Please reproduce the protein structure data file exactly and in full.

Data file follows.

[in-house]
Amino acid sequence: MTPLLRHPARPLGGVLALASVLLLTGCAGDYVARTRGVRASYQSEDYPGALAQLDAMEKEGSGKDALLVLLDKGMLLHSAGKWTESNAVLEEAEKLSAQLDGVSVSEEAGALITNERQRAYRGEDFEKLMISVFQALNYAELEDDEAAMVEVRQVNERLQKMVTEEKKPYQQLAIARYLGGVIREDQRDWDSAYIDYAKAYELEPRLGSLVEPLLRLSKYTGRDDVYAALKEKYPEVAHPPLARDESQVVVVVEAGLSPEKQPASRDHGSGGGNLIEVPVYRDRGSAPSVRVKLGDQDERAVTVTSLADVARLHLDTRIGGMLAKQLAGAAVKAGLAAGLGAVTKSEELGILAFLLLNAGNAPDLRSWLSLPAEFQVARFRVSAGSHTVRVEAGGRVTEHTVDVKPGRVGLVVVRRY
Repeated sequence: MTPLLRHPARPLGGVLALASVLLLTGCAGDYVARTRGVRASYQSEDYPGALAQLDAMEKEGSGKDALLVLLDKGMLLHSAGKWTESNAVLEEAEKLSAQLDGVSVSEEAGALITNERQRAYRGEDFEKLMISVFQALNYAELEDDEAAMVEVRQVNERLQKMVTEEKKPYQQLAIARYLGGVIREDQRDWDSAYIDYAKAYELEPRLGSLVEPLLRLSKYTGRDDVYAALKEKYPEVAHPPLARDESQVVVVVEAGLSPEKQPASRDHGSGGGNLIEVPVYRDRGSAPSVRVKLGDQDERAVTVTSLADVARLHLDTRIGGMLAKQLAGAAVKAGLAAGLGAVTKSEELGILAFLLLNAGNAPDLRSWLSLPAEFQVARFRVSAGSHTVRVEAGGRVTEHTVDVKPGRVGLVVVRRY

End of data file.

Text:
[in-house]
Amino acid sequence: MTPLLRHPARPLGGVLALASVLLLTGCAGDYVARTRGVRASYQSEDYPGALAQLDAMEKEGSGKDALLVLLDKGMLLHSAGKWTESNAVLEEAEKLSAQLDGVSVSEEAGALITNERQRAYRGEDFEKLMISVFQALNYAELEDDEAAMVEVRQVNERLQKMVTEEKKPYQQLAIARYLGGVIREDQRDWDSAYIDYAKAYELEPRLGSLVEPLLRLSKYTGRDDVYAALKEKYPEVAHPPLARDESQVVVVVEAGLSPEKQPASRDHGSGGGNLIEVPVYRDRGSAPSVRVKLGDQDERAVTVTSLADVARLHLDTRIGGMLAKQLAGAAVKAGLAAGLGAVTKSEELGILAFLLLNAGNAPDLRSWLSLPAEFQVARFRVSAGSHTVRVEAGGRVTEHTVDVKPGRVGLVVVRRY
Repeated sequence: MTPLLRHPARPLGGVLALASVLLLTGCAGDYVARTRGVRASYQSEDYPGALAQLDAMEKEGSGKDALLVLLDKGMLLHSAGKWTESNAVLEEAEKLSAQLDGVSVSEEAGALITNERQRAYRGEDFEKLMISVFQALNYAELEDDEAAMVEVRQVNERLQKMVTEEKKPYQQLAIARYLGGVIREDQRDWDSAYIDYAKAYELEPRLGSLVEPLLRLSKYTGRDDVYAALKEKYPEVAHPPLARDESQVVVVVEAGLSPEKQPASRDHGSGGGNLIEVPVYRDRGSAPSVRVKLGDQDERAVTVTSLADVARLHLDTRIGGMLAKQLAGAAVKAGLAAGLGAVTKSEELGILAFLLLNAGNAPDLRSWLSLPAEFQVARFRVSAGSHTVRVEAGGRVTEHTVDVKPGRVGLVVVRRY